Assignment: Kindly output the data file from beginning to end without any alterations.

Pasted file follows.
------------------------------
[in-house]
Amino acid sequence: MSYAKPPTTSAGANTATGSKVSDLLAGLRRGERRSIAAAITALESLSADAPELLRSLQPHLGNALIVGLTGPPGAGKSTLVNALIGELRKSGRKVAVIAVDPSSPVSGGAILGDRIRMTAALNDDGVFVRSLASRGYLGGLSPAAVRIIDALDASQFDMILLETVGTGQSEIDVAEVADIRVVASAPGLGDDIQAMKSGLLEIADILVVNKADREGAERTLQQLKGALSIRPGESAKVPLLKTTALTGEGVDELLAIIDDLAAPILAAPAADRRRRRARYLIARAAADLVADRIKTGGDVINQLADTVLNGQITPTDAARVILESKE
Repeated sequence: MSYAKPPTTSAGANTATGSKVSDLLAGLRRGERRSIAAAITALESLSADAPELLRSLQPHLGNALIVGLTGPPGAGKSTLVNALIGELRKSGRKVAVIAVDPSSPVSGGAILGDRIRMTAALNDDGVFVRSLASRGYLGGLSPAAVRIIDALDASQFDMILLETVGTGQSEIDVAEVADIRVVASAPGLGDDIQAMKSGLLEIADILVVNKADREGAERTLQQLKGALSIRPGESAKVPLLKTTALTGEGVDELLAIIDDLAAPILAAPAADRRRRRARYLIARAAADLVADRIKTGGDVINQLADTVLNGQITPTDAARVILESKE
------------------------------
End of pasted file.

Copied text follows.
[in-house]
Amino acid sequence: MSYAKPPTTSAGANTATGSKVSDLLAGLRRGERRSIAAAITALESLSADAPELLRSLQPHLGNALIVGLTGPPGAGKSTLVNALIGELRKSGRKVAVIAVDPSSPVSGGAILGDRIRMTAALNDDGVFVRSLASRGYLGGLSPAAVRIIDALDASQFDMILLETVGTGQSEIDVAEVADIRVVASAPGLGDDIQAMKSGLLEIADILVVNKADREGAERTLQQLKGALSIRPGESAKVPLLKTTALTGEGVDELLAIIDDLAAPILAAPAADRRRRRARYLIARAAADLVADRIKTGGDVINQLADTVLNGQITPTDAARVILESKE
Repeated sequence: MSYAKPPTTSAGANTATGSKVSDLLAGLRRGERRSIAAAITALESLSADAPELLRSLQPHLGNALIVGLTGPPGAGKSTLVNALIGELRKSGRKVAVIAVDPSSPVSGGAILGDRIRMTAALNDDGVFVRSLASRGYLGGLSPAAVRIIDALDASQFDMILLETVGTGQSEIDVAEVADIRVVASAPGLGDDIQAMKSGLLEIADILVVNKADREGAERTLQQLKGALSIRPGESAKVPLLKTTALTGEGVDELLAIIDDLAAPILAAPAADRRRRRARYLIARAAADLVADRIKTGGDVINQLADTVLNGQITPTDAARVILESKE